Will CCCP replace ACT?

May 5th, 2012 at 4:14 pm by David Farrar

An interesting discussion on The Nation with Colin Craig of the CCCP. Some extracts:

Duncan        Well is does, it means 5% probably, but economically you don’t line up with those on the right do you, because you don’t believe in those taxcuts that John Key did.  You don’t believe in asset sales.

Colin            Be a matter of timing only…

Duncan        We’ll get to that, but you don’t believe in the foreign investment around Crafer Farms, do you?

Colin            No I don’t, I think the Crafer Farms is a bad deal for New Zealand.

I see little to distinguish the CCCP economic policy from NZ First. I guess one difference is the leadership – Colin Craig better a slightly more palatable option than Winston.

Duncan        What would be a deal breaker around policy for a Conservative Party, what is so important to you?

Colin            I think issues for us very much fiscal and budget issues.  We can’t support continued increase in government expending.  Now National made a clear promise they would cut the spending, but did not.  Now for us we’ve got to bring the budget back under control.

Duncan        So you’re saying they’re not doing enough?

Colin            No, they’re not.  I don’t think they’ve made the brave or the hard decisions they should have made.

Duncan        Well you’ve had two zero budgets, with the second one of course coming up in two weeks’ time.  What would you have done differently.  Are you saying you would have gone much further than that.  Conservative Party in a future government would be pushing for much tougher cuts?

Colin            Yeah, in our current situation absolutely.

Duncan        What would you get rid of?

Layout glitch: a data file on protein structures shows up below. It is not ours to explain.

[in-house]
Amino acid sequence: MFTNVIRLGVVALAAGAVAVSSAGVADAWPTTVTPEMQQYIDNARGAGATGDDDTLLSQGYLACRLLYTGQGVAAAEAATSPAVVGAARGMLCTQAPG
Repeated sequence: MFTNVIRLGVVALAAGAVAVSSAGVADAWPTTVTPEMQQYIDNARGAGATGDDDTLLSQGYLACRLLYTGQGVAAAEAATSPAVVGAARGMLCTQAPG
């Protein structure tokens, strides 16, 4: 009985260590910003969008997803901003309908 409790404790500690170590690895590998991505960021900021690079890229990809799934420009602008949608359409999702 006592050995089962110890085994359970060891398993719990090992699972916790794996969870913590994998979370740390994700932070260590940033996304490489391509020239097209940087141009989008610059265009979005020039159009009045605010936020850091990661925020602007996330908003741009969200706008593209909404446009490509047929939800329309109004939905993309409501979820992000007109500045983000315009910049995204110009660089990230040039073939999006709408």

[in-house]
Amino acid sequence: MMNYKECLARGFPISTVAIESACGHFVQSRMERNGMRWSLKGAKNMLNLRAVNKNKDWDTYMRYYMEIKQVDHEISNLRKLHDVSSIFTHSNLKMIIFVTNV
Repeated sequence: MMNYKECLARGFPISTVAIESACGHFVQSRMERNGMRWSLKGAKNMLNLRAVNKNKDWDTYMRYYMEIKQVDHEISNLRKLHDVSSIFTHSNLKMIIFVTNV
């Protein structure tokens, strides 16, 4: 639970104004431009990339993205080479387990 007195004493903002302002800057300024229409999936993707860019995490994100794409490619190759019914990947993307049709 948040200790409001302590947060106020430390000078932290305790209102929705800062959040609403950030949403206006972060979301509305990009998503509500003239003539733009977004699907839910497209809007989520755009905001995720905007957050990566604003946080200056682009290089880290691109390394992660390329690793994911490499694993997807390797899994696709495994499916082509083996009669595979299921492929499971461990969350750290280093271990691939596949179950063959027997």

Colin            I would look at any spending that’s not delivering results and say well no results no money.

Duncan        But can you give me examples of what you would get rid of?

Colin            One example would be say the Family Court where we spend heading towards 200 million.  Now the model that’s used overseas that works very well is not one where we arm you know disputing partners with lawyers and put them in a court.  It’s a mediation model, it has a much higher success rate, and it costs less money to run.  So that’s just one example where we’d say gotta be far more innovative around our spending.

Here though they have some appeal. Winston demands extra spending/bribes regardless of the fiscal situation. Craig wants to cut spending. Not sure I agree on the Family Court (and the cost is $137m, not $200m) but all for a party supporting cutting wasteful spending.

Duncan        Colin Craig do you think that you could be a long term partner for a National Party?

Colin            Oh I think we could be obviously.  We’re a small party, we’re only six months in, so we’re very young, but we’re growing, we’re still growing.

Duncan        But you’d put aside some of your disagreements around those central economic…?

Colin            Inevitably in politics you can’t get everything you want.  That’s just how politics is.

This is a significant change from the election. Maybe Colin Craig is listening to some good advice now. He went into the campaign declaring he could support National or Labour, so why would centre-right voters vote for him? He also declared certain policies non negotiable, which is unwise at 2%.

I would prefer a classical liberal partner for National. But I’d take a Conservative Party partner over having no partner at all – so long as their policies are not worse than the alternative of a Labour-Green-NZ First-Mana Government.

 

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